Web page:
“Partnership with the community, local stakeholders, and City agencies to connect our small businesses to resources and increase economic opportunity is vital every step of the way as we figure out how to assure stability through this pandemic,” said Council Member Donovan Richards. “Our communities are worthy of open streets and storefronts, especially the neighborhoods in the outer boroughs who need it most.”
“I want to thank Mayor de Blasio and the relevant agencies for working to launch this critical program to provide our small businesses with the flexibility and options they need to survive and operate safely for the remainder of the COVID-19 pandemic. We’ve already seen that Open Streets programs can be successful in supporting our City’s restaurants, and I look forward to this program launching and seeing City Hall work with local communities and businesses to provide outdoor spaces,” said Council Member Carlina Rivera.
“The pandemic has hit our small businesses especially hard, and we must do everything in our power to help them recover. This program will give our small-business owners extra space to interact with customers and passersby in a safe, healthy manner. New Yorkers have moved many activities outdoors in the last year to prevent the spread of this virus, and there’s no reason we cannot shop outdoors as well. I look forward to seeing this program implemented and hearing feedback from entrepreneurs and residents,” said Council Member Deborah Rose.
“The 125th Street BID does not have many restaurants so we applaud the Mayor for recognizing the retail diversity in our commercial districts. Certainly a program to expand the use of Open Streets to support businesses would be beneficial. We welcome the opportunity to work with the Mayor in making this a successful program on 125th Street,”
“The 125th Street BID does not have many restaurants so we applaud the Mayor for recognizing the retail diversity in our commercial districts. Certainly a program to expand the use of Open Streets to support businesses would be beneficial. We welcome the opportunity to work with the Mayor in making this a successful program on 125th Street,” said Barbara Askins, President & CEO, 125th Street Business Improvement District.
“Thanks to the Open Storefronts Program, retailers will be able to engage customers with experiential programming outside, and make the queueing process more enjoyable and safe,” said Matthew Bauer, President of the Madison Avenue Business Improvement District. “We would like to thank Mayor de Blasio, SBS Commissioner Doris and the NYC BID Association for bringing this vital program for the health of the City’s shops and retail corridors to fruition.”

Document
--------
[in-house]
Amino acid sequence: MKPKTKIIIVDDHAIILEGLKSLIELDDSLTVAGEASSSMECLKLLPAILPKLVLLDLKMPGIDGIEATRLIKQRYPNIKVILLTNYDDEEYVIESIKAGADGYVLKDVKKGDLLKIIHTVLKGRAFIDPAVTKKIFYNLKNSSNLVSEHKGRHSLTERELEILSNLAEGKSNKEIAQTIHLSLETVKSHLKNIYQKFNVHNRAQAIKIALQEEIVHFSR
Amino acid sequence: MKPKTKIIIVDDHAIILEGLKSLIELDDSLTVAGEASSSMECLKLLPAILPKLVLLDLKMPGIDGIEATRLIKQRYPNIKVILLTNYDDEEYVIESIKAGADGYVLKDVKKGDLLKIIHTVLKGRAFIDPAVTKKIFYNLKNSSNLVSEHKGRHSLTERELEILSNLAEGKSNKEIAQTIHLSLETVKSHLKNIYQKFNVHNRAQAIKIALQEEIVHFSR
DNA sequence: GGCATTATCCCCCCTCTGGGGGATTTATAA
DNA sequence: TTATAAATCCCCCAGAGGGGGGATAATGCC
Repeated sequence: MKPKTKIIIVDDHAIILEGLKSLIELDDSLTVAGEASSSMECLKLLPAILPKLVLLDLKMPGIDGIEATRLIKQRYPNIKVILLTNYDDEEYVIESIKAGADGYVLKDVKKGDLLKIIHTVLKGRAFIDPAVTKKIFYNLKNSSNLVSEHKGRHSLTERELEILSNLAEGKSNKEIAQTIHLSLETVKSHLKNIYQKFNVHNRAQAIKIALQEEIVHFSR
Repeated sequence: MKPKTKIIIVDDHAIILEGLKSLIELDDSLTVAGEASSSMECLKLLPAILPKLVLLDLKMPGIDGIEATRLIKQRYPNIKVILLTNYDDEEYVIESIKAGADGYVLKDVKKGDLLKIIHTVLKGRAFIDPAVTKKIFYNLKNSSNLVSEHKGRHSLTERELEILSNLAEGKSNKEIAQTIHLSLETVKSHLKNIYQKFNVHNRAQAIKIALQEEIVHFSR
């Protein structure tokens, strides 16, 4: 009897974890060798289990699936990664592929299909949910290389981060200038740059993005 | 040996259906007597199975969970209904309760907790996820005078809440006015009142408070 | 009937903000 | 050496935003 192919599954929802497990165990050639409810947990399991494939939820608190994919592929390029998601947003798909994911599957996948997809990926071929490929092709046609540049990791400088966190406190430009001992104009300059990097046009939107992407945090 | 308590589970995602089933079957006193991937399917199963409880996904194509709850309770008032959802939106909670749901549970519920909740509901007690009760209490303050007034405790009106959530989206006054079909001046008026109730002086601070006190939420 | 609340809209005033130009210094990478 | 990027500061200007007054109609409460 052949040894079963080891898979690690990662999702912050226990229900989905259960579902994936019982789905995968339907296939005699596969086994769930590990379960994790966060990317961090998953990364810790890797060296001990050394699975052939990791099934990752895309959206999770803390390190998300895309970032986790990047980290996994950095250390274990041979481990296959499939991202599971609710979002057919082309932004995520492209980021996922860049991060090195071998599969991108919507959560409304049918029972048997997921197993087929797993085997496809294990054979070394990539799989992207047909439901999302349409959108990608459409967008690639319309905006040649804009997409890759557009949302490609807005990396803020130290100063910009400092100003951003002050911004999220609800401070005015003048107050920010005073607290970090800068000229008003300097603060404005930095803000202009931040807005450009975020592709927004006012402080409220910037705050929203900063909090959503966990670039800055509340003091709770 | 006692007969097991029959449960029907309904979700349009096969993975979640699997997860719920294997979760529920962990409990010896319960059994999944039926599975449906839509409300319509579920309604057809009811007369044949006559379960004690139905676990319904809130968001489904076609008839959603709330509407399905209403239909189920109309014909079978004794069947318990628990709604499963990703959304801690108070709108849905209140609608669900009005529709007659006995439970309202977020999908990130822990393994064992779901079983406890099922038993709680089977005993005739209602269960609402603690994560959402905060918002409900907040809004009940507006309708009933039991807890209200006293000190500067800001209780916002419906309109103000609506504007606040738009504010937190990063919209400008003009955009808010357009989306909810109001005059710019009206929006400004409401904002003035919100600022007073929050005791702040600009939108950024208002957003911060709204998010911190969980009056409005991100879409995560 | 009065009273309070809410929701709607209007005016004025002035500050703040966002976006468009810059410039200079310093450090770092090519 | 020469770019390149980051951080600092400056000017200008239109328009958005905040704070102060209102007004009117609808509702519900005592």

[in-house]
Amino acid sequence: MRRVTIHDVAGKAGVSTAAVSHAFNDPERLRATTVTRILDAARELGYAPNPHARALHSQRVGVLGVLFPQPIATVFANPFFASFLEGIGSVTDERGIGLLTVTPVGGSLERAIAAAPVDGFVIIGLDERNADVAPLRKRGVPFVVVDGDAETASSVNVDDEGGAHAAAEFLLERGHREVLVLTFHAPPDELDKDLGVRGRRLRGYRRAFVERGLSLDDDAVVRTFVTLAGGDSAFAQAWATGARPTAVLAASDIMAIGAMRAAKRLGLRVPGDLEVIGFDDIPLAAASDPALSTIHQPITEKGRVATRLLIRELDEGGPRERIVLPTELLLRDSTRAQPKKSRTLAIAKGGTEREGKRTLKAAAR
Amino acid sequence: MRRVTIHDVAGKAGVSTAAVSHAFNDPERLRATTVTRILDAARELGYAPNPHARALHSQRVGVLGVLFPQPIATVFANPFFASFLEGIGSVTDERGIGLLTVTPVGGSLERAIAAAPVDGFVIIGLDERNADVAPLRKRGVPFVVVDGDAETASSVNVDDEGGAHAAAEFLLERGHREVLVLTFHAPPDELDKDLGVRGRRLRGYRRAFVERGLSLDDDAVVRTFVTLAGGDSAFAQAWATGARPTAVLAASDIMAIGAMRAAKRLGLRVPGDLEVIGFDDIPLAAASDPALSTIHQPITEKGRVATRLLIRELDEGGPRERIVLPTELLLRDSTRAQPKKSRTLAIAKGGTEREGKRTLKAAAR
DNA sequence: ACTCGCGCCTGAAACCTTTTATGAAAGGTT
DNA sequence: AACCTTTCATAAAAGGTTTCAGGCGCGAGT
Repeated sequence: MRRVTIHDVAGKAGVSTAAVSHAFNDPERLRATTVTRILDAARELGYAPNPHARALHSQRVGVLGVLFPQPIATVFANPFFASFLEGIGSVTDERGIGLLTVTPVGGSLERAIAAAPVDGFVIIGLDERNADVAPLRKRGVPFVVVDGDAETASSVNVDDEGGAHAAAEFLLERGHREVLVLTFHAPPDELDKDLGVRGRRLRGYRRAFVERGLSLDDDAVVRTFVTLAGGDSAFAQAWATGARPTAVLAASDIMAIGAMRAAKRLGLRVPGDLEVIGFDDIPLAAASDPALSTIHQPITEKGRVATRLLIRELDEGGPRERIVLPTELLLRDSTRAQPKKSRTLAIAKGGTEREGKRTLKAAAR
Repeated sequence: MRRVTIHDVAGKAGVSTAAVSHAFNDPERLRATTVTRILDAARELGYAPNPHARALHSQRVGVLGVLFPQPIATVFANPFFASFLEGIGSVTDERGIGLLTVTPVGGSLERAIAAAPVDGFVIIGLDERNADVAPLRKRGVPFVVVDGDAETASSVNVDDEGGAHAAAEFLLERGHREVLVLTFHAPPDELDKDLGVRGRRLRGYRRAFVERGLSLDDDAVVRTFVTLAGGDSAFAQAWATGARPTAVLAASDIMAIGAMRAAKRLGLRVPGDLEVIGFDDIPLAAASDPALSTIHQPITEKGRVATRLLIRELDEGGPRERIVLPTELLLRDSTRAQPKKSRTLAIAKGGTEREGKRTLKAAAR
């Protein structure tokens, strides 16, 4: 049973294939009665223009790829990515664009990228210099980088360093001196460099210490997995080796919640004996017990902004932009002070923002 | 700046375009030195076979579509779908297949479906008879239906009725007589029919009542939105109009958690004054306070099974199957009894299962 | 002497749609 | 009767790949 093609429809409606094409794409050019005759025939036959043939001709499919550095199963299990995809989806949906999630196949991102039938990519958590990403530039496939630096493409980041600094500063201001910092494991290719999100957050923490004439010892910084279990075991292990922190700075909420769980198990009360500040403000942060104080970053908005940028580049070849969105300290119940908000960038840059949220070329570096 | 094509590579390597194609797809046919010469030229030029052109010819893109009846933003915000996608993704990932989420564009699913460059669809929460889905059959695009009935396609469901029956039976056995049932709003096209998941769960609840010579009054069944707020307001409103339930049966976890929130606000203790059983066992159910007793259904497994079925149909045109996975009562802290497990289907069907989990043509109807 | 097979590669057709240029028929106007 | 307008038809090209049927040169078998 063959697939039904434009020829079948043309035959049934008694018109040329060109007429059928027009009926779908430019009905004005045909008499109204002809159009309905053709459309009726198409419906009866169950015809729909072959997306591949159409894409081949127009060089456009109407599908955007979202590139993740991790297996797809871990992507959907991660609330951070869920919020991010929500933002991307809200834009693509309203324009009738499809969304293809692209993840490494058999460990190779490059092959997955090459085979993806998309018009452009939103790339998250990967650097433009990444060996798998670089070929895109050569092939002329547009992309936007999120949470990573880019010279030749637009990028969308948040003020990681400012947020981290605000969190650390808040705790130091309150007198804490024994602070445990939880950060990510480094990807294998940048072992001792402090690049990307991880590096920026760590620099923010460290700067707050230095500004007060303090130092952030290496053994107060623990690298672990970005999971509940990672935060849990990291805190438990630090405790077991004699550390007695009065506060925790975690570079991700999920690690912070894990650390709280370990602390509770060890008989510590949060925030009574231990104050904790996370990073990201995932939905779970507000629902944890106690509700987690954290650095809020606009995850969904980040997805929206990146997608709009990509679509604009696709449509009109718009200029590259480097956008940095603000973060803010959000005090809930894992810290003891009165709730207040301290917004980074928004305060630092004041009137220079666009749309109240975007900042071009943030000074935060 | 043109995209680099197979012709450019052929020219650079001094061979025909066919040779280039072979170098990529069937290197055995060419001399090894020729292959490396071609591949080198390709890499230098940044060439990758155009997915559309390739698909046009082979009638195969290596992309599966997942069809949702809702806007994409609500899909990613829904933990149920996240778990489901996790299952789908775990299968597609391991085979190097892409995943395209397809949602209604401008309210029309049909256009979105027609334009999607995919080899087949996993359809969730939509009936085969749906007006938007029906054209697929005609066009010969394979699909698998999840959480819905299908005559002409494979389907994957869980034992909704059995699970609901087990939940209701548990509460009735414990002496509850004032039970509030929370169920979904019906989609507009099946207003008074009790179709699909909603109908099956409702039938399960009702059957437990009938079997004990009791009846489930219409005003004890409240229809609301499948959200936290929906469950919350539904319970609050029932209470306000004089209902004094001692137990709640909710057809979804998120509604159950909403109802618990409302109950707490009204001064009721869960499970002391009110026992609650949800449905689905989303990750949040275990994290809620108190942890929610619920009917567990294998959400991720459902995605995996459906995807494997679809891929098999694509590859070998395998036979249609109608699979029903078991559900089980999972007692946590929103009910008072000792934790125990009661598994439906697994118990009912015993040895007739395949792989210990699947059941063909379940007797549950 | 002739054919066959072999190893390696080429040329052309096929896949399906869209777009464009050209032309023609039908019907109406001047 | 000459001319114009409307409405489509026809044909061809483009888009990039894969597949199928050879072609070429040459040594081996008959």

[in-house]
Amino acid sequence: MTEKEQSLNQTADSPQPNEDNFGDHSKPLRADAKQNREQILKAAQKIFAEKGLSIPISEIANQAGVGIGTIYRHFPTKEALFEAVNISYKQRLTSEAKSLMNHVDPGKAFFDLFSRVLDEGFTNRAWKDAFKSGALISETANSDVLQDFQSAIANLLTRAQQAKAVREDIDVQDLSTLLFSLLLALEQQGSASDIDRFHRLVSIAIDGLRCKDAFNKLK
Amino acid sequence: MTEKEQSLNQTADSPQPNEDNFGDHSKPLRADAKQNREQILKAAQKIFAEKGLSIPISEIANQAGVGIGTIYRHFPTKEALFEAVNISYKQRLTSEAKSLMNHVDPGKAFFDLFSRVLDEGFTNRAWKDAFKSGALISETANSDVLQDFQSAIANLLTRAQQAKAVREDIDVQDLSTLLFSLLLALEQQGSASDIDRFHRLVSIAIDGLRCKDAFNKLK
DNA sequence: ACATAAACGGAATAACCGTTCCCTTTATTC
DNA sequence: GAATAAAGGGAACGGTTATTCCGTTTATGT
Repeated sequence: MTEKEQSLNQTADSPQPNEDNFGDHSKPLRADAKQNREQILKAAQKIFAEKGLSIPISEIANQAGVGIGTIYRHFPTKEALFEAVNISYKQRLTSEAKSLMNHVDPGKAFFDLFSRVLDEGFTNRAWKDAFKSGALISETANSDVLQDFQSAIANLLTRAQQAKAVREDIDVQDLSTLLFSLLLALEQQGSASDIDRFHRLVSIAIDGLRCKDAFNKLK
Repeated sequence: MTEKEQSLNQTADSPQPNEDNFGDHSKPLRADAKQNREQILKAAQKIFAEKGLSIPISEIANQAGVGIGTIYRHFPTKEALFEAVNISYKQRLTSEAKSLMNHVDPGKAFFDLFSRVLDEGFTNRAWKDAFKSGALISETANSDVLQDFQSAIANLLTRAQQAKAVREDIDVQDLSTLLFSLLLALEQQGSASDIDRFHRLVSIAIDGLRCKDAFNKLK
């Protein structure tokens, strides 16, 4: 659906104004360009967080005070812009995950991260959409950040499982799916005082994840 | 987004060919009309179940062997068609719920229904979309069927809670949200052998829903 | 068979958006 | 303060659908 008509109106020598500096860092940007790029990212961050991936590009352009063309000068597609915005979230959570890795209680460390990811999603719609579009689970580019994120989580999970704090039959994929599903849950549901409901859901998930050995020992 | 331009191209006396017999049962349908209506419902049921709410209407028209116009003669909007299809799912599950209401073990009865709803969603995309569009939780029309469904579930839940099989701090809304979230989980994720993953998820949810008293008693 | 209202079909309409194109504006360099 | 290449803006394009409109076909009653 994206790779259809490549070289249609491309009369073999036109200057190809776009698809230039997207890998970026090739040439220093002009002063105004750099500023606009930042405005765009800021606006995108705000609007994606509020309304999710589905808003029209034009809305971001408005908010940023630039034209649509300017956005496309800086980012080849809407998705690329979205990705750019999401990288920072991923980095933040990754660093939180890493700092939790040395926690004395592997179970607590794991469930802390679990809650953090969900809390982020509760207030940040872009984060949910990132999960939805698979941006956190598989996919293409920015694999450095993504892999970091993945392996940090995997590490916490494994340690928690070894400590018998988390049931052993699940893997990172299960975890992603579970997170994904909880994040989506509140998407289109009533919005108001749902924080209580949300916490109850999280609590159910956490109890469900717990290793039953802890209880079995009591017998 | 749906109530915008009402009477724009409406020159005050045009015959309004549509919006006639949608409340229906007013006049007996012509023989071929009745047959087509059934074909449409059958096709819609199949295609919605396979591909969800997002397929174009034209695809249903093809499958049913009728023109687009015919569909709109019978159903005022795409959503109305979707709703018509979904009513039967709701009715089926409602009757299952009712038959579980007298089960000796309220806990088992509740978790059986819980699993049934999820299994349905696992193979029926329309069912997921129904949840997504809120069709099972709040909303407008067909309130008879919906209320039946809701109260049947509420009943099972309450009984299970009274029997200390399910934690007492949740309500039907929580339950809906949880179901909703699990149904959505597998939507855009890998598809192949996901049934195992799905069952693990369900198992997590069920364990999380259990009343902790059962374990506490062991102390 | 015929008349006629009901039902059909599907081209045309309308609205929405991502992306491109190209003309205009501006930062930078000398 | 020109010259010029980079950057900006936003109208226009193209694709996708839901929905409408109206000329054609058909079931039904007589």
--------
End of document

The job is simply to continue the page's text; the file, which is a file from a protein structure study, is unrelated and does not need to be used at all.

“The NYC BID Association applauds the administration for announcing this exciting and bold Open Storefronts plan to help save our small businesses who continue to suffer from the economic impacts of COVID-19. It is our hope that this program combined with Open Streets and Open Restaurants will create a vibrant atmosphere for street life and commercial activity during the upcoming holiday season. We look forward to working with the administration and other stakeholders to ensure a smooth and effective implementation of this program,” said Robert J Benfatto and Jennifer Tausig, Co-Chairs, NYC BID Association.
“It’s wonderful to see the City building on the tremendous success of its Open Restaurants program and pushing forward other creative ideas to use outdoor spaces to help New York’s struggling small businesses,” said Jonathan Bowles, Executive Director, Center for an Urban Future. “Outdoor dining was a lifeline for restaurants, but retail stores need the same sort of jolt at a time when many of their customers are understandably wary of going indoors. This Open Storefronts plan is exactly what’s needed.”
“This is great news,” said Mark Caserta, Executive Director of the Park Slope Fifth Avenue Business Improvement District. “Having extra space to use during the holiday season is critical for small businesses. It gives them a chance to survive during these difficult times while maintaining a safe, socially distanced shopping experience that protects their customers and staff, alike.”
“We are excited that the City created a plan to allow our small businesses to expand onto our sidewalks,” said Lauren Collins, Executive Director, Flatbush Ave. BID and Church Ave. BID. “We were two of several organizations which suggested this idea months ago and we’ve been fighting for it ever since. Finally, an open market to go along with the City’s open restaurants. NYC is coming back!”
“The future of our neighborhoods depends on how nimble, creative, and strategic we are in our decision-making today,” says Jaime-Faye Bean, Executive Director of Sunnyside Shines BID, which has hosted Plaza markets for the past three years. “New Yorkers need a safe outlet to shop and experience the upcoming holidays in a festive fashion, and our retailers and local artisans desperately need the lifeline this program provides.”